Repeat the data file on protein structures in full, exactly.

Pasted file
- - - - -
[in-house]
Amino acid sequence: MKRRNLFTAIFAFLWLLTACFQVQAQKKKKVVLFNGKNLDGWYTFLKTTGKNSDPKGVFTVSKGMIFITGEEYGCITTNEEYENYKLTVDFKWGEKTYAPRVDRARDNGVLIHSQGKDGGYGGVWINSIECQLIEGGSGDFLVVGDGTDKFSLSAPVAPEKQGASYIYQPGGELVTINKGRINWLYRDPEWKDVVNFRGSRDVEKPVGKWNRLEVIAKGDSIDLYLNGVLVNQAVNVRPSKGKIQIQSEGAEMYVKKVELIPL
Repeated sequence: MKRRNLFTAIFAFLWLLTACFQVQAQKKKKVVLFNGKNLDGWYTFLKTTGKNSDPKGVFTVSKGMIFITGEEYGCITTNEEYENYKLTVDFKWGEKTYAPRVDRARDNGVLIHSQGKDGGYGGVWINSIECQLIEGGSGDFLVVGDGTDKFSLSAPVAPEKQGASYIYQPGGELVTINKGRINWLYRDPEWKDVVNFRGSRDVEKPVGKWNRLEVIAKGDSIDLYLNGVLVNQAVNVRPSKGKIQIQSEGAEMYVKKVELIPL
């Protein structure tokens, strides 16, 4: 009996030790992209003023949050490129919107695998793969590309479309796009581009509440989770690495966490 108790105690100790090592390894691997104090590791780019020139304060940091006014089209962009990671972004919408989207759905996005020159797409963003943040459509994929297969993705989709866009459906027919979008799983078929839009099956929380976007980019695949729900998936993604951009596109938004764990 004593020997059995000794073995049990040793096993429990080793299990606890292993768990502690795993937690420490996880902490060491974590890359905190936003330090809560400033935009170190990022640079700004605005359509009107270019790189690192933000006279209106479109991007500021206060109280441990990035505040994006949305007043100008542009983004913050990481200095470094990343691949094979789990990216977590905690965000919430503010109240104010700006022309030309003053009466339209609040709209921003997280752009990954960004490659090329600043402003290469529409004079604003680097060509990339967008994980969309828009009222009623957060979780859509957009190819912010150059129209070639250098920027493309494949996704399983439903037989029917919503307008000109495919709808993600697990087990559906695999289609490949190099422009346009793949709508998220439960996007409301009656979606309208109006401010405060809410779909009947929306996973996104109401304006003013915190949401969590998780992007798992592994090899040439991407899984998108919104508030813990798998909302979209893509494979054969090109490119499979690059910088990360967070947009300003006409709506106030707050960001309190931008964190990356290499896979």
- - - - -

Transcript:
[in-house]
Amino acid sequence: MKRRNLFTAIFAFLWLLTACFQVQAQKKKKVVLFNGKNLDGWYTFLKTTGKNSDPKGVFTVSKGMIFITGEEYGCITTNEEYENYKLTVDFKWGEKTYAPRVDRARDNGVLIHSQGKDGGYGGVWINSIECQLIEGGSGDFLVVGDGTDKFSLSAPVAPEKQGASYIYQPGGELVTINKGRINWLYRDPEWKDVVNFRGSRDVEKPVGKWNRLEVIAKGDSIDLYLNGVLVNQAVNVRPSKGKIQIQSEGAEMYVKKVELIPL
Repeated sequence: MKRRNLFTAIFAFLWLLTACFQVQAQKKKKVVLFNGKNLDGWYTFLKTTGKNSDPKGVFTVSKGMIFITGEEYGCITTNEEYENYKLTVDFKWGEKTYAPRVDRARDNGVLIHSQGKDGGYGGVWINSIECQLIEGGSGDFLVVGDGTDKFSLSAPVAPEKQGASYIYQPGGELVTINKGRINWLYRDPEWKDVVNFRGSRDVEKPVGKWNRLEVIAKGDSIDLYLNGVLVNQAVNVRPSKGKIQIQSEGAEMYVKKVELIPL
């Protein structure tokens, strides 16, 4: 009996030790992209003023949050490129919107695998793969590309479309796009581009509440989770690495966490 108790105690100790090592390894691997104090590791780019020139304060940091006014089209962009990671972004919408989207759905996005020159797409963003943040459509994929297969993705989709866009459906027919979008799983078929839009099956929380976007980019695949729900998936993604951009596109938004764990 004593020997059995000794073995049990040793096993429990080793299990606890292993768990502690795993937690420490996880902490060491974590890359905190936003330090809560400033935009170190990022640079700004605005359509009107270019790189690192933000006279209106479109991007500021206060109280441990990035505040994006949305007043100008542009983004913050990481200095470094990343691949094979789990990216977590905690965000919430503010109240104010700006022309030309003053009466339209609040709209921003997280752009990954960004490659090329600043402003290469529409004079604003680097060509990339967008994980969309828009009222009623957060979780859509957009190819912010150059129209070639250098920027493309494949996704399983439903037989029917919503307008000109495919709808993600697990087990559906695999289609490949190099422009346009793949709508998220439960996007409301009656979606309208109006401010405060809410779909009947929306996973996104109401304006003013915190949401969590998780992007798992592994090899040439991407899984998108919104508030813990798998909302979209893509494979054969090109490119499979690059910088990360967070947009300003006409709506106030707050960001309190931008964190990356290499896979």